My wife coordinates get-well gifts for our church members who are in the hospital.
Recently she visited a member who was recuperating from a kidney stone operation. Not knowing the nature of his illness, she presented him with a copy of Max Lucado's book, "He Still Moves Stones."
Knowing Your Spouse
One of the funniest memories I have of the trials and tribulations of making the journey from childhood to adulthood was our annual summer vacation trek from Chicago to a cabin usually someplace on a lake in Wisconsin or Michigan.
Every year, it seems, we would get on a highway a few miles out of the city, and mom would wail, "Oh my goodness! I think left the iron on." And almost every year we would turn around and go back. But as I recall, not once was it was ever plugged in. She often had the same fear that all our earthly possessions would disappear in a fire caused by her forgetfulness.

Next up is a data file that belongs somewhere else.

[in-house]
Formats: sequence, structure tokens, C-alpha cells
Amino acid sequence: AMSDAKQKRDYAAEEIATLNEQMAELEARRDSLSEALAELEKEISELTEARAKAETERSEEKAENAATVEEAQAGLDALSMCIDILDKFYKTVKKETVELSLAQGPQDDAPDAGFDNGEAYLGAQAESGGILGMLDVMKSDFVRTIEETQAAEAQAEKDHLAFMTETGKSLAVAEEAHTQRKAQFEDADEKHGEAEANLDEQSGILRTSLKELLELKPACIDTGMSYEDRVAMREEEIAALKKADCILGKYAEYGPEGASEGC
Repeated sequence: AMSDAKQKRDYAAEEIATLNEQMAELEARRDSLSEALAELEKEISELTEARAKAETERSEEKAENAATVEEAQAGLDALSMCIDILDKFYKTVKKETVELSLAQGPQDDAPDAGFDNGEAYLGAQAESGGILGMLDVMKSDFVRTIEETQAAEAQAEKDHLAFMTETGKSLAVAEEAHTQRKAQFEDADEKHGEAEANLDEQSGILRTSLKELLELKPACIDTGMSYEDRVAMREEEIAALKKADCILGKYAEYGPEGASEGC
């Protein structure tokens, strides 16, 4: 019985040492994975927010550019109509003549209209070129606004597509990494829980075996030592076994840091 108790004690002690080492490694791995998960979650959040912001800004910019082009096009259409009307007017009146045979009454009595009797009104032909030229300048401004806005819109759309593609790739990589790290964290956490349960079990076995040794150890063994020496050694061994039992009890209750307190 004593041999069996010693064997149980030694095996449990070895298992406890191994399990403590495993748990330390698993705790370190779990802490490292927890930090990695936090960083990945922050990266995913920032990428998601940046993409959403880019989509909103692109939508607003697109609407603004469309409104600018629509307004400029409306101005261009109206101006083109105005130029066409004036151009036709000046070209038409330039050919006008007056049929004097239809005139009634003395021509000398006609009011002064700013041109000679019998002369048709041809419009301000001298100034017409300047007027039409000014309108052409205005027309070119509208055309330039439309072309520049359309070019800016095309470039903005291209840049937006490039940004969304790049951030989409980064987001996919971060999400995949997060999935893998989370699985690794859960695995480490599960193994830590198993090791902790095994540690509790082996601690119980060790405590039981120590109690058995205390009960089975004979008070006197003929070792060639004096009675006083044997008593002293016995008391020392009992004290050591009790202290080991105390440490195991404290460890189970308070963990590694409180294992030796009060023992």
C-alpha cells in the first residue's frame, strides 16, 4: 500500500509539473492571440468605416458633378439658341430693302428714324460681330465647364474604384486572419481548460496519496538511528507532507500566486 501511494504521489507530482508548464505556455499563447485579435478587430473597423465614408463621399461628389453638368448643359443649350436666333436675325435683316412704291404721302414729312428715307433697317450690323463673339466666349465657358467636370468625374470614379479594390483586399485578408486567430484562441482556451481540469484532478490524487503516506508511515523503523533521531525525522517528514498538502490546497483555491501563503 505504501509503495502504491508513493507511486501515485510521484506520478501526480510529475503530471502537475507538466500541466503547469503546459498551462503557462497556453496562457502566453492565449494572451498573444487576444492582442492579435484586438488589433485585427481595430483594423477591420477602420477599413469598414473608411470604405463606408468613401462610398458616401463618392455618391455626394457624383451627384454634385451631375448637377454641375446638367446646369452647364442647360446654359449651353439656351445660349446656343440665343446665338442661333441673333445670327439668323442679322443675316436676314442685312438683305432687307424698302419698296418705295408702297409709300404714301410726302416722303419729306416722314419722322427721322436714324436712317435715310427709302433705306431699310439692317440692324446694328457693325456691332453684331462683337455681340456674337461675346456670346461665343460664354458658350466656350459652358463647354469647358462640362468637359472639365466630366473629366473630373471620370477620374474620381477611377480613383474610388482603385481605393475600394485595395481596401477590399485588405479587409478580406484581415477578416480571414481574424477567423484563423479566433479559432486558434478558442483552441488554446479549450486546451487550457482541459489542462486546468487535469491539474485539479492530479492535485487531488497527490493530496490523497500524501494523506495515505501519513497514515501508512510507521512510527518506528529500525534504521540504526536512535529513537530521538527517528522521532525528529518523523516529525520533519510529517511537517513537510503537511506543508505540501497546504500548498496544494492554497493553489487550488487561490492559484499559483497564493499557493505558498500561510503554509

When I was about 14 years old, we were headed out of Chicago for Lake Geneva, Wisconsin and, sure enough, Mom gasped, "I just know I left the iron on."
My father didn't say a word, just pulled over onto the shoulder of the road, got out, opened the trunk and handed her the iron.
A gentleman was having some physical problems and his doctor told him that he had to drink warm water with Epsom salts one hour before breakfast. At the end of a week he returned and the doctor asked if he was feeling better. The man said that he actually felt worse.
"Did you drink warm salt water an hour before breakfast each day?" the Doc asked.
"No," replied the man somberly, letting out a sigh. “I could only do it for about 15 minutes!"
A down and out musician was playing his harmonica in the middle of a busy shopping mall. Striding over, a policeman asked, “May I please see your permit?”
I don’t have one,” confessed the musician.
“In that case, you’ll have to accompany me.”
“Splendid!” exclaimed the musician. “What shall we sing?”